The Magazine

Early Americans

Shrewd observations on wisdom about the past.

Jan 4, 2010, Vol. 15, No. 16 • By JAMES BOWMAN
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None of this should be taken to mean that Morgan is a conservative, however; far from it. He has a decidedly liberal point of view, and even takes some gratuitous swipes of a very familiar kind at our previous president and his administration. Moreover, for the most part, he takes a pretty dim view of the traditional heroes of American history--though George Washington and Benjamin Franklin come in for a good deal better treatment than the grudging praise he accords, for example, Columbus. Most of his heroes are outliers and mavericks, but he also has words of understanding and sympathy for many of those whose lives embodied the errors and misapprehensions of their time--even the judges at the Salem witch trials, who are compared favorably with some of their more dogmatic spiritual descendants.

He is especially sympathetic to the Puritans of New England without sharing many (if any) of the beliefs that they thought necessary for the health of their immortal souls. His essay on "The Puritans and Sex" should be required reading for those who use the words "Puritan" or "Puritanical" to signify a hostility to sexual intercourse. For the Puritan attitude, as he points out, begins in "horror at 'that Popish conceit of the Excellency of Virginity.' " He quotes one Puritan divine as writing--naturally, from the masculine point of view--that "Women are Creatures without which there is no comfortable Living for man: it is true of them what is wont to be said of Governments, That bad ones are better than none: They are a sort of Blasphemers then who dispise and decry them, and call them a necessary Evil, for they are a necessary Good."

Morgan also offers a rather witty summary of another reverend's opinion that the "Use of the Marriage Bed" is "founded in mans Nature" and that, consequently, any withdrawal from sexual intercourse upon the part of husband or wife "Denies all reliefe in Wedlock unto Human necessity: and sends it for supply unto Beastiality when God gives not the gift of Continency." "In other words," Morgan summarizes, "sexual intercourse was a human necessity and marriage the only proper supply for it." Well, that's one thing it means.

Morgan also helps us to understand what he calls the "socioreligious theory of criminology" as adumbrated by Governor Winthrop of Massachusetts. This was the view that the whole community might be punished by God for the sins of individuals among it, which was the justification for keeping a close watch on people's moral behavior. The theory may have been mistaken, but it is worth something to understand what otherwise we might simply condemn out of hand.

Typical is his treatment of Michael Wigglesworth, "The Puritan's Puritan," who is acknowledged to live up, if any man ever did, to the popular caricature of Puritanism but yet without sacrificing his right to be understood. Wigglesworth may have been "a living embodiment of the caricature," but he also showed how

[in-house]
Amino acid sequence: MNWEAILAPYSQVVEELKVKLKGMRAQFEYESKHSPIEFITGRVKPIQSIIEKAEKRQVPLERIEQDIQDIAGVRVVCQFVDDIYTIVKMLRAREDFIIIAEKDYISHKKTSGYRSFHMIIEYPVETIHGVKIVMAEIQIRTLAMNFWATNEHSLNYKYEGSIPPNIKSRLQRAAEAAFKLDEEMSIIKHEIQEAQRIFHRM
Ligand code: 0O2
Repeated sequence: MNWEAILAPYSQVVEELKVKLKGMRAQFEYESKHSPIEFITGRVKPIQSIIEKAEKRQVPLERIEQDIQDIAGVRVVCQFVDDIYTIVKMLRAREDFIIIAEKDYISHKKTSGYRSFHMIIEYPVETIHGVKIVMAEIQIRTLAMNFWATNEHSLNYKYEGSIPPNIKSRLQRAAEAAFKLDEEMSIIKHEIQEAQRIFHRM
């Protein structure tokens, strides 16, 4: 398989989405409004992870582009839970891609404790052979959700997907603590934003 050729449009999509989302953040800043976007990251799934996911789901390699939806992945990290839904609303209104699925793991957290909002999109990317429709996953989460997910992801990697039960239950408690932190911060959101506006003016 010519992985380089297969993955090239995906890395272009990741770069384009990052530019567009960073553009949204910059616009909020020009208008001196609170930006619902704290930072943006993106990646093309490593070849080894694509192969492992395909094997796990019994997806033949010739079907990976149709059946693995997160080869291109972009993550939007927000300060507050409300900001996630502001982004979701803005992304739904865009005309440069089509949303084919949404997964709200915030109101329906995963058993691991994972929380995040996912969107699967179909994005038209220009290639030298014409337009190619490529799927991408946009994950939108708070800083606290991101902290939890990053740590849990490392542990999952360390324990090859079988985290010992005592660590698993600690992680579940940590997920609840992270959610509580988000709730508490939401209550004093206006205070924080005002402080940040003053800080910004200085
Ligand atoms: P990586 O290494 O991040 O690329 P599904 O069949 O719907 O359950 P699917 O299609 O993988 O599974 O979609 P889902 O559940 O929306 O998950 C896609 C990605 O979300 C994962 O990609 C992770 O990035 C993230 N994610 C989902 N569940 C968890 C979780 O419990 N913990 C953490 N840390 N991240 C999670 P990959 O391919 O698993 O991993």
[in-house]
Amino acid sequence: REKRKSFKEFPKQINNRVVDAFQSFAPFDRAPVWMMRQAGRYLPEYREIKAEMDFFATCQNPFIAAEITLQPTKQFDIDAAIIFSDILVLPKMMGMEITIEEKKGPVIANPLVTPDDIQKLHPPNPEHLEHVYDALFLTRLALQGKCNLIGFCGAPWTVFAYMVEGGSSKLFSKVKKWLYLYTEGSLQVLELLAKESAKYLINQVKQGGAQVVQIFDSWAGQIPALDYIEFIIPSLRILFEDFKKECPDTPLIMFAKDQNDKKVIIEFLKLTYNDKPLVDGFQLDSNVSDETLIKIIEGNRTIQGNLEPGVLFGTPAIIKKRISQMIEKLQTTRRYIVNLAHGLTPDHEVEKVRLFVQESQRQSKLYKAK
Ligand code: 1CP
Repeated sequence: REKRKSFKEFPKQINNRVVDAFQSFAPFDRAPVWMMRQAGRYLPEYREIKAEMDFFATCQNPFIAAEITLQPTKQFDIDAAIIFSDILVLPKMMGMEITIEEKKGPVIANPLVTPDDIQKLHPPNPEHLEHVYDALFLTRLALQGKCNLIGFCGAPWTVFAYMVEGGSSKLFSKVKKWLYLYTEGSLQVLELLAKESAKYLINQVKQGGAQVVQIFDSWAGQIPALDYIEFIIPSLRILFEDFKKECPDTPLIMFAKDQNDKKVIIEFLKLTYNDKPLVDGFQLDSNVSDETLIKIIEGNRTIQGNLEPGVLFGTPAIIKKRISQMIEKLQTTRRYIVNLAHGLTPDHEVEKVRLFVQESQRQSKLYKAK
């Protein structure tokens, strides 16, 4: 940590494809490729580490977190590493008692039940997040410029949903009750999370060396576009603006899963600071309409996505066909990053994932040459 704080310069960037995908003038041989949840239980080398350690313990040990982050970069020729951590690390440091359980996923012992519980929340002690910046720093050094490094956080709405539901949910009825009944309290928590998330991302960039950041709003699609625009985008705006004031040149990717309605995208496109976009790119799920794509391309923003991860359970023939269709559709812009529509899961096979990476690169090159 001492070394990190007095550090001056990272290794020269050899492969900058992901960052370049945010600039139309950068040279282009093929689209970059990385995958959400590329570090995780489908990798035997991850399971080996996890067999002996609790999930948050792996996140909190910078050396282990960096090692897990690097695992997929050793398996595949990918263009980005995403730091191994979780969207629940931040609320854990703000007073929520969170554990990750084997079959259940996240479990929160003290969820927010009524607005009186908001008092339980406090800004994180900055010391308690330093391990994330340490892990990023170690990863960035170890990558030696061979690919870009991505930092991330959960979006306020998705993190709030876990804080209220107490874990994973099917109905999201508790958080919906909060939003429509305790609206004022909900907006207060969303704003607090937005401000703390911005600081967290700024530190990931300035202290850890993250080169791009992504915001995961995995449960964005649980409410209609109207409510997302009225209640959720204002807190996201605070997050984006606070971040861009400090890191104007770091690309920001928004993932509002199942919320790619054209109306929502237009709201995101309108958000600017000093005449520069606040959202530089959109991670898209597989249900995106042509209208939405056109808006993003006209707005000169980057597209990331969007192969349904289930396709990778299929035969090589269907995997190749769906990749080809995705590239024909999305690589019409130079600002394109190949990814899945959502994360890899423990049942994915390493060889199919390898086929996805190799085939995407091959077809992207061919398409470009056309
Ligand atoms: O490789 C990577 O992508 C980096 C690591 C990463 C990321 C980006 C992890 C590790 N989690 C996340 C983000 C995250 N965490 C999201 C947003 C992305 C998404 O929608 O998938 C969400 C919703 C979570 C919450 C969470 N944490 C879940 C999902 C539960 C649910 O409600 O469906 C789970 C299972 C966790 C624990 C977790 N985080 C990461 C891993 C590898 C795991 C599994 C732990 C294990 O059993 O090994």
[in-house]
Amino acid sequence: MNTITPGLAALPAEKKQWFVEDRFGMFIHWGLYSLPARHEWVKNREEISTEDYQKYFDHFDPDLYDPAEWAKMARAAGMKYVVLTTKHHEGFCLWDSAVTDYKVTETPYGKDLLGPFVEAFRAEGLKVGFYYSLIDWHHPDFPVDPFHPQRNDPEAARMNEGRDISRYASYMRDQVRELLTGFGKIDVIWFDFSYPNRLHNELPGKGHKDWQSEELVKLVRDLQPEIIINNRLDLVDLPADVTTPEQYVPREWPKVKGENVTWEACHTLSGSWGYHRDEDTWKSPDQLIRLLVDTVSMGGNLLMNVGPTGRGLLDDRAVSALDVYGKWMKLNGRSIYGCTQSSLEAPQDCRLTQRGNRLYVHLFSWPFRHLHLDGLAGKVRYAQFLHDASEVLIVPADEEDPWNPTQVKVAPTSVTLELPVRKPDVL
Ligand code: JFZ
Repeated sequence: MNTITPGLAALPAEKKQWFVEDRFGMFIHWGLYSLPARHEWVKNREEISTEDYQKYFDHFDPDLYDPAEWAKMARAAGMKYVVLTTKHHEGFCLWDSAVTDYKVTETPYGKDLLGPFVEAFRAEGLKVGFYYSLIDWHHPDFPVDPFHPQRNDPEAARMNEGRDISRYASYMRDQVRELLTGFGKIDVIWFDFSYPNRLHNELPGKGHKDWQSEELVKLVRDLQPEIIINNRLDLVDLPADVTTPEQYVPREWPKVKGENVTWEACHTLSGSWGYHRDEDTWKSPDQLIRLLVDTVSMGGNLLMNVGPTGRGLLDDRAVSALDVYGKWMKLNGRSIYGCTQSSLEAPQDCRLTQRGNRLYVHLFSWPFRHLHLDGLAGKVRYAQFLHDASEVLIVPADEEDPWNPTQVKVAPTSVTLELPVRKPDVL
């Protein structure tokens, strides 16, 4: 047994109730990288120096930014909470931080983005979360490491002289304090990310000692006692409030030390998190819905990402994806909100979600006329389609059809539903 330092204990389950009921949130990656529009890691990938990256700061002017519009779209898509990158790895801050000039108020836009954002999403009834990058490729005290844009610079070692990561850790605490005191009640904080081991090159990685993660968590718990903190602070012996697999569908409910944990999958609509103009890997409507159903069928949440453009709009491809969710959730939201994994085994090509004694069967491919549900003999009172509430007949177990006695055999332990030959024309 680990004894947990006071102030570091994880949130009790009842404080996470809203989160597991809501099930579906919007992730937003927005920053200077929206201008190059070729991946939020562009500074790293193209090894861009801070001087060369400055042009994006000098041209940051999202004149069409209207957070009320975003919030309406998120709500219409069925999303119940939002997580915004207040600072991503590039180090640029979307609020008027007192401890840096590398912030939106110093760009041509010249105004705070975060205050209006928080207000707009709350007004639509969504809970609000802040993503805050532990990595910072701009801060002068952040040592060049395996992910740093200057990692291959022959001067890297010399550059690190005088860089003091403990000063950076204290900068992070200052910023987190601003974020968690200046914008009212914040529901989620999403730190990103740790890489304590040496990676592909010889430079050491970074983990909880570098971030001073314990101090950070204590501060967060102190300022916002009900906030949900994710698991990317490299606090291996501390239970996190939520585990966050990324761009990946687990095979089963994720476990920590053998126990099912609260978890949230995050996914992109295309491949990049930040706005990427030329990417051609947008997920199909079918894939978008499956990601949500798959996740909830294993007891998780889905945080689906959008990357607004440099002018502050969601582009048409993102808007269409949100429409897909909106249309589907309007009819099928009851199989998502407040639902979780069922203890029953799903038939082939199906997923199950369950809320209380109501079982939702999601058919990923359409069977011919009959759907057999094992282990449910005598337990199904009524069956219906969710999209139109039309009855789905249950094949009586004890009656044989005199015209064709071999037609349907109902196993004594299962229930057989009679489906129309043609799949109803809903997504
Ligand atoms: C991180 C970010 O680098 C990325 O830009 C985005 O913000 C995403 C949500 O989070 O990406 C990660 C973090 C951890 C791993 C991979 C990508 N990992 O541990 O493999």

Every social institution existed for the Puritan by virtue of a special covenant with God in which the members had promised obedience to the laws of God. Consequently every Puritan was bound to obey God not merely as a sanctified man (in order to prove to himself that he was saved) but as a member of every group to which he belonged.

Morgan gets "at the origin of [Wigglesworth's] hostility to pleasure and at the central meaning of Puritanism as Wigglesworth exemplifies it: the belief that fallen man inevitably estimates too highly the creatures and things of this world, including himself." That, too, is why, "the Puritan was not exactly hostile to pleasure, but his suspicion was so close to hostility that it often amounted to the same thing."

The essay on Washington and Franklin, "The Power of Negative Thinking," sums up Morgan's own sort of wisdom. Like them, he has a "talent for getting things done by not doing the obvious, a talent for recognizing when not doing something was better than doing it, even when doing it was what everyone else wanted." Of Washington and Franklin, he writes that "their deliberate refusals to do things, employed to great advantage in serving their country, originated in a personal ambition to gain honor and reputation of a higher order than most people aspired to"--a quality which showed an appreciation as rare then as it is now of "the distinction between fame and vanity." Like his heroes, Morgan has refused to take the easy and crowd-pleasing route to scholarly fame, but his fame is likely to be the more impressive and long-lasting as a result.

James Bowman, resident scholar at the Ethics and Public Policy Center, is the author of Honor: A History and Media Madness.